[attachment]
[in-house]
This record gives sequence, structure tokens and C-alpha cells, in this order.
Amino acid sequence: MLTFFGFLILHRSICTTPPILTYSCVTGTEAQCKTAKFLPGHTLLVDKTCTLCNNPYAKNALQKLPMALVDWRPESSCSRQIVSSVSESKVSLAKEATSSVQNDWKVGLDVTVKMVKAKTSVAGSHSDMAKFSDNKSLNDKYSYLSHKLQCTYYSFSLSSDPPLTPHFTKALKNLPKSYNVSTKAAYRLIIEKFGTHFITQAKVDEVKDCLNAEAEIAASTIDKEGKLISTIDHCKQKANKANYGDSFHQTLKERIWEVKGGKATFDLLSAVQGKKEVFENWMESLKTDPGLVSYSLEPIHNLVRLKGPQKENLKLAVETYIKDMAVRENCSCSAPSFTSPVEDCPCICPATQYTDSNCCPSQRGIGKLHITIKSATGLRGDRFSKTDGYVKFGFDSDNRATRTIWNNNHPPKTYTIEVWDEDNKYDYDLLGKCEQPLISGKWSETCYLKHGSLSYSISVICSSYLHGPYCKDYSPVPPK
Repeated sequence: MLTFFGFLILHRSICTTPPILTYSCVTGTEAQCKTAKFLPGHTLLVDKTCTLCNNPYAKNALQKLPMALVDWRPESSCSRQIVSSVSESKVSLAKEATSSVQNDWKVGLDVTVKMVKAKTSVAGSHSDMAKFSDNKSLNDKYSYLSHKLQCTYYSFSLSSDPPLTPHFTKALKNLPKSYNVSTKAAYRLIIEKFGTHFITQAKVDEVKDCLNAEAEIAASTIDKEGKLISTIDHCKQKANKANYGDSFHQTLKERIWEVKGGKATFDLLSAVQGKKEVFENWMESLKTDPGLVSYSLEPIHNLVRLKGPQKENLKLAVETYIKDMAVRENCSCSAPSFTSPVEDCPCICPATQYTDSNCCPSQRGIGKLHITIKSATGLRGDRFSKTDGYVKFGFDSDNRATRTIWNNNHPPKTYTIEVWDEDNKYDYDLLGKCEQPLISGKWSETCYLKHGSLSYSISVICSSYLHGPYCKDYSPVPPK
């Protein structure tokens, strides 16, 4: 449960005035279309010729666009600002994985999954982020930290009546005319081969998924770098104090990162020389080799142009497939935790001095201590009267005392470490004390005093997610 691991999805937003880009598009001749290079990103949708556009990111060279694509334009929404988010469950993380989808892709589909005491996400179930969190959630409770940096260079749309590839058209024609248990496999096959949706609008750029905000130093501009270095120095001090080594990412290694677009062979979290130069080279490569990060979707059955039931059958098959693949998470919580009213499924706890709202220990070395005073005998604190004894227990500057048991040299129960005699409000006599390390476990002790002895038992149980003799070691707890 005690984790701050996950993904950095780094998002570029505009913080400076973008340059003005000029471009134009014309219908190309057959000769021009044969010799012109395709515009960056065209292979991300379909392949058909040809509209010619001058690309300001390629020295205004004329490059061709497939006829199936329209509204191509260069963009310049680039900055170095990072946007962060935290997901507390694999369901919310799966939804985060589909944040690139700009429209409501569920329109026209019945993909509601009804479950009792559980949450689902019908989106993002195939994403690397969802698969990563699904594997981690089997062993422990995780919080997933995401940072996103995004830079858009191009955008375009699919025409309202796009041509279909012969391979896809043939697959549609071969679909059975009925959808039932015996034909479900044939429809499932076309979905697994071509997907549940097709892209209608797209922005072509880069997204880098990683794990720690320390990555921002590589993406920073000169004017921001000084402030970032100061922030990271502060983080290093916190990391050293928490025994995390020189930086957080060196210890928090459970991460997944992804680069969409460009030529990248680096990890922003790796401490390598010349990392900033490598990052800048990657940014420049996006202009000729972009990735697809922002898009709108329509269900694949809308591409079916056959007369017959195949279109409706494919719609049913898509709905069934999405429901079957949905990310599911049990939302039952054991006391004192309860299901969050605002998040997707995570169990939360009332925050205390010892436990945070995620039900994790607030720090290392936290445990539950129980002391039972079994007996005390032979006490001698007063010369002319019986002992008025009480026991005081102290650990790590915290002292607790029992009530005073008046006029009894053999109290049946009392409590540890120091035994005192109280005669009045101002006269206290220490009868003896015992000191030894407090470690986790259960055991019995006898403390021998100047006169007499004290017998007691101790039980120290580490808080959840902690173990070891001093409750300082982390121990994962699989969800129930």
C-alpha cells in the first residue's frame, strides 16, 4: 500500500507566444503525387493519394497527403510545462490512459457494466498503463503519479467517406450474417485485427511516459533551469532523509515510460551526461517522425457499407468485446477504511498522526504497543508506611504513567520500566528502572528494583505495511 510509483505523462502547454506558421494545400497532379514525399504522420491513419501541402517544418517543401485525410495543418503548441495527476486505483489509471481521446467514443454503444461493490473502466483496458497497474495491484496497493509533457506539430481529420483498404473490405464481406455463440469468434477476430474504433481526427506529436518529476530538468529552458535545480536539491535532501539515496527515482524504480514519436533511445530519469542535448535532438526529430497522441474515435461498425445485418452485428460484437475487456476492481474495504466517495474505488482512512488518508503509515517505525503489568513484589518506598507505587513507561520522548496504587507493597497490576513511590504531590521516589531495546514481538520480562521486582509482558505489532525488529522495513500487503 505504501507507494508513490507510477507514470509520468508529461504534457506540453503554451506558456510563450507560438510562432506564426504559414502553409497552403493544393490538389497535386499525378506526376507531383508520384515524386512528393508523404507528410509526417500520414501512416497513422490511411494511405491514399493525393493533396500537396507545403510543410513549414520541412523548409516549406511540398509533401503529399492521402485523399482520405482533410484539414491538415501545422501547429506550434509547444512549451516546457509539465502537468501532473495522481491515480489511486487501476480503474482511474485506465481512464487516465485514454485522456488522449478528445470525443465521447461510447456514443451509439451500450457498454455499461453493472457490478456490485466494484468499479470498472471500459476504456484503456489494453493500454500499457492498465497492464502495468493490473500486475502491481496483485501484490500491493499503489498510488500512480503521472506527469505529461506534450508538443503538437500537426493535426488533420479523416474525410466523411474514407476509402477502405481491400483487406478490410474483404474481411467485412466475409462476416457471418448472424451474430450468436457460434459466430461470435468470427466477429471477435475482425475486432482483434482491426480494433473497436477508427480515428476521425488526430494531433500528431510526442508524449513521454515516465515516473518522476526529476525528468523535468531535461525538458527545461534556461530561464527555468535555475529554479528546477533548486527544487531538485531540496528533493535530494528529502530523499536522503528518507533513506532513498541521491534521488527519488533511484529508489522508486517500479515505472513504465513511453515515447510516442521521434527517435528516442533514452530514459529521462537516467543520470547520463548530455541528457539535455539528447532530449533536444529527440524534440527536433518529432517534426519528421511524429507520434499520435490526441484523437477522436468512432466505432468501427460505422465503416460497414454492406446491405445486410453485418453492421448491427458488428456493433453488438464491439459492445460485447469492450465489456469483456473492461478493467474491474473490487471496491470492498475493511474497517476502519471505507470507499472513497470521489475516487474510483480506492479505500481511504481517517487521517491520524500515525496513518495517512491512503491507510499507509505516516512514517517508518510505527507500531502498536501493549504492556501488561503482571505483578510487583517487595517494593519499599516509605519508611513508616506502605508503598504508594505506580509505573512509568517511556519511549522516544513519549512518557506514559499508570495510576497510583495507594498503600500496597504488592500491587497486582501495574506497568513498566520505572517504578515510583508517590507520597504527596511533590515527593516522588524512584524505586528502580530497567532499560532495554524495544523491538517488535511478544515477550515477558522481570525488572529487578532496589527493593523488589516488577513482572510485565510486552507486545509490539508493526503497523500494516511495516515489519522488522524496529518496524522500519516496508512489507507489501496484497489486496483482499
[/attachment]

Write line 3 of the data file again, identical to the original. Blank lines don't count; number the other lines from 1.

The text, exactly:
Amino acid sequence: MLTFFGFLILHRSICTTPPILTYSCVTGTEAQCKTAKFLPGHTLLVDKTCTLCNNPYAKNALQKLPMALVDWRPESSCSRQIVSSVSESKVSLAKEATSSVQNDWKVGLDVTVKMVKAKTSVAGSHSDMAKFSDNKSLNDKYSYLSHKLQCTYYSFSLSSDPPLTPHFTKALKNLPKSYNVSTKAAYRLIIEKFGTHFITQAKVDEVKDCLNAEAEIAASTIDKEGKLISTIDHCKQKANKANYGDSFHQTLKERIWEVKGGKATFDLLSAVQGKKEVFENWMESLKTDPGLVSYSLEPIHNLVRLKGPQKENLKLAVETYIKDMAVRENCSCSAPSFTSPVEDCPCICPATQYTDSNCCPSQRGIGKLHITIKSATGLRGDRFSKTDGYVKFGFDSDNRATRTIWNNNHPPKTYTIEVWDEDNKYDYDLLGKCEQPLISGKWSETCYLKHGSLSYSISVICSSYLHGPYCKDYSPVPPK